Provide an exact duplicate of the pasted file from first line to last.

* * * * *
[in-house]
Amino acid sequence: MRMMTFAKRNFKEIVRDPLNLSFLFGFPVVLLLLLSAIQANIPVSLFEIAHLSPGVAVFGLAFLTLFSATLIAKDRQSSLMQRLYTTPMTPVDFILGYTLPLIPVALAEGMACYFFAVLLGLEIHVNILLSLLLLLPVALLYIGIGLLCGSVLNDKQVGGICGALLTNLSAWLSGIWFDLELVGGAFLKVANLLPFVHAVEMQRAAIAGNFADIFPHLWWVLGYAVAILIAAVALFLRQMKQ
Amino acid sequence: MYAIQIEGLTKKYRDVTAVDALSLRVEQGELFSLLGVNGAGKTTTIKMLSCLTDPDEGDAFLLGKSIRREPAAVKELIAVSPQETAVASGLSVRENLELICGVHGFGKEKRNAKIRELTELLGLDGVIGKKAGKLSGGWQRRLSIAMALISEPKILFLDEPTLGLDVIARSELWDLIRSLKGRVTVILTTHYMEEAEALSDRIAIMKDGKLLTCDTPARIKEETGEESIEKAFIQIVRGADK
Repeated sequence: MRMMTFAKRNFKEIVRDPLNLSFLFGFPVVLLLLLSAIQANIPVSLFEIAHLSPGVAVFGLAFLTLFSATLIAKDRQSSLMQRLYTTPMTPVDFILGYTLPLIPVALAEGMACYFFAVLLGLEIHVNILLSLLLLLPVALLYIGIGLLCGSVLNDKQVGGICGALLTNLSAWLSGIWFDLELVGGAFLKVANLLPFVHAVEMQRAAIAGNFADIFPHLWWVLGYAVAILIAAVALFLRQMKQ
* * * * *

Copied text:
[in-house]
Amino acid sequence: MRMMTFAKRNFKEIVRDPLNLSFLFGFPVVLLLLLSAIQANIPVSLFEIAHLSPGVAVFGLAFLTLFSATLIAKDRQSSLMQRLYTTPMTPVDFILGYTLPLIPVALAEGMACYFFAVLLGLEIHVNILLSLLLLLPVALLYIGIGLLCGSVLNDKQVGGICGALLTNLSAWLSGIWFDLELVGGAFLKVANLLPFVHAVEMQRAAIAGNFADIFPHLWWVLGYAVAILIAAVALFLRQMKQ
Amino acid sequence: MYAIQIEGLTKKYRDVTAVDALSLRVEQGELFSLLGVNGAGKTTTIKMLSCLTDPDEGDAFLLGKSIRREPAAVKELIAVSPQETAVASGLSVRENLELICGVHGFGKEKRNAKIRELTELLGLDGVIGKKAGKLSGGWQRRLSIAMALISEPKILFLDEPTLGLDVIARSELWDLIRSLKGRVTVILTTHYMEEAEALSDRIAIMKDGKLLTCDTPARIKEETGEESIEKAFIQIVRGADK
Repeated sequence: MRMMTFAKRNFKEIVRDPLNLSFLFGFPVVLLLLLSAIQANIPVSLFEIAHLSPGVAVFGLAFLTLFSATLIAKDRQSSLMQRLYTTPMTPVDFILGYTLPLIPVALAEGMACYFFAVLLGLEIHVNILLSLLLLLPVALLYIGIGLLCGSVLNDKQVGGICGALLTNLSAWLSGIWFDLELVGGAFLKVANLLPFVHAVEMQRAAIAGNFADIFPHLWWVLGYAVAILIAAVALFLRQMKQ